• Mother was a housewife, she looked after the house, did the washing for us three children and my father. She also had to cook. On the subject of cooking, let’s return to the subject of food. In the first phase, after the supplies ran out, mother made us soup from lucerne tips. She broke off the tips of the lucerne, which were more tender, in the garden, and she made soup from the lucerne, and the second course was tomato broth mixed with water and oil. I can’t remember whether she fried it or boiled it, but it was very tasty with maize porridge. How we ate! And when there was no tomato broth, there was marmalade diluted with water served with maize porridge. And when I had hepatitis, my mother made saw wort, as they called it back then.

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    Bucureşti, 22.03.2005

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    duration: 01:56:18
    media recorded in project Iron Curtain Stories
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Here is the place you will live; this will be your home! Take your things and organize it!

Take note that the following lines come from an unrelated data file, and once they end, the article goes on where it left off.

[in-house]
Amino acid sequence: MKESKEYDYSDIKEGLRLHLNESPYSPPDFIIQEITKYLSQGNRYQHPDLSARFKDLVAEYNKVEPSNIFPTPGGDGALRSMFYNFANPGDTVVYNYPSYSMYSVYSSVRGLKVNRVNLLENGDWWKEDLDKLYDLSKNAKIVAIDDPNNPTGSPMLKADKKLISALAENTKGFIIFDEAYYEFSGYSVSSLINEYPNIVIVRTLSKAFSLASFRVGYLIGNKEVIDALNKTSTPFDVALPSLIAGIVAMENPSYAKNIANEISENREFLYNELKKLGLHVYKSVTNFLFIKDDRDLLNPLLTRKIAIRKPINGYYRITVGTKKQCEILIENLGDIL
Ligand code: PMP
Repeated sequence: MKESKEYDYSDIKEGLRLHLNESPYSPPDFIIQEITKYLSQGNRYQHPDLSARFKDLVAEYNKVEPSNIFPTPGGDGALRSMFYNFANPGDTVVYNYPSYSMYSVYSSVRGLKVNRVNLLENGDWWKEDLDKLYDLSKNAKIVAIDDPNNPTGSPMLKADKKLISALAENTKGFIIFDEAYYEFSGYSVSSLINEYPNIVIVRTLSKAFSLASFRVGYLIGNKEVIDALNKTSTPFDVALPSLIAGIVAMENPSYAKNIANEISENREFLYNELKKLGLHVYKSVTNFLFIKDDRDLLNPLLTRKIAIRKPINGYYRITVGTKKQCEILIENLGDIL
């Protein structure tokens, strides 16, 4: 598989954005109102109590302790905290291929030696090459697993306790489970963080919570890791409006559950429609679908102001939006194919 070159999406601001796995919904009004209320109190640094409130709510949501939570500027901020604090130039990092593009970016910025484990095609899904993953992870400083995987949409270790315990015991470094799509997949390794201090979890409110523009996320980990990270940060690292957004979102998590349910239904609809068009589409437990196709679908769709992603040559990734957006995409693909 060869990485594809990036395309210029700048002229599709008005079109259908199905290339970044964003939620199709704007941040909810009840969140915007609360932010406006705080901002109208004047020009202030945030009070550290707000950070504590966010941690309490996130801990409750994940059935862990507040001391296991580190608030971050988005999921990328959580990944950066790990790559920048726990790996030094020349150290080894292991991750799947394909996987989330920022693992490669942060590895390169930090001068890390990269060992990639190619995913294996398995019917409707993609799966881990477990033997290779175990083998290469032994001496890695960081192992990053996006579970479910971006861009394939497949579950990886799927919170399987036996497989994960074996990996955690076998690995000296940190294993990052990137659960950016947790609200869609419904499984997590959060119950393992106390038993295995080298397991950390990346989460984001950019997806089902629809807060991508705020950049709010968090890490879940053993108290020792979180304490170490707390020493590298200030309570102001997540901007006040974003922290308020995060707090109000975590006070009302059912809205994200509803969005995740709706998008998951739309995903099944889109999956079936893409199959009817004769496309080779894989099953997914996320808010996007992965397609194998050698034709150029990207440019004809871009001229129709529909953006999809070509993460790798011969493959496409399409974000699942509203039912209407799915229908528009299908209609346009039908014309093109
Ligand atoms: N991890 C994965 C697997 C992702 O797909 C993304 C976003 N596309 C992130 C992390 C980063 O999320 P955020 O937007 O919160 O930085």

Born on 29 April 1945, Tudor Vladimirescu commune, Brăila county. His parents had fled from Bessarabia to Romania in 1940. Gheorghe Cotorbai’s family first settled in Brăila county and then moved to Becicherecu Mic, near Timișoara. On the night of 17-18 June 1951, within a few hours, 44,000 people (from new-born infants to elderly people of eighty-five), from within a twenty-five-kilometre radius of the border with Yugoslavia, were taken from their homes, being allowed to take only as many possessions as would fit in a handcart, they were put on trains and taken to Bărăgan, an arid steppe in south-eastern Romania. They motive invoked by the authorities in Bucharest was the need to maintain security along the border with Yugoslavia (given tense relations with Tito). Those deported that night included the members of Gheorghe Cotorbai’s family. He was six at the time. The Cotorbai family (two parents and three children) were allowed to take only a few possessions with them and like the other families they were loaded onto a cattle truck. The journey to Bărăgan lasted a week, with the deportees suffering from a lack of drinking water and the fear that they were being taken to Siberia. At Fundata in Bărăgan, one of eighteen newly founded settlements for the deportees, they were allocated an empty plot of land on which lucerne had been grown. On the very first day they were forced to build themselves a shelter without tools or building materials. First of all they built a shack and then began to excavate a hut from the ground. It was not until the autumn of 1951 that building materials arrived. However, priority was given to the construction of a school and town hall, and the deportees were able to build for themselves only in the free time remaining. Finding enough to eat was a daily challenge for the Bărăgan deportees, and even the children were forced to work. Gheorghe Cotorbai’s saddest memories of his time in Bărăgan are connected with the compulsory labour on the state farms. When they were not at school, children of all ages were forced to take part in planting, harvesting, and tending crops of tomatoes, chives, onions, cotton and rice. The food they were given at work was scanty and inadequate, and their labour was remunerated only when they met the quota. After they had built themselves a house, his family remained in Bărăgan, as they had nowhere to go back to, all their goods having been confiscated. But Gheorghe Cotorbai went to Bucharest to continue his studies. However, his deportee file haunted him for many years, and he had difficulties entering lyceum and finding a job. He finally graduated from a lyceum, specialising in radiators, and worked in the heating sector. Gheorghe Cotorbai lives in Bucharest.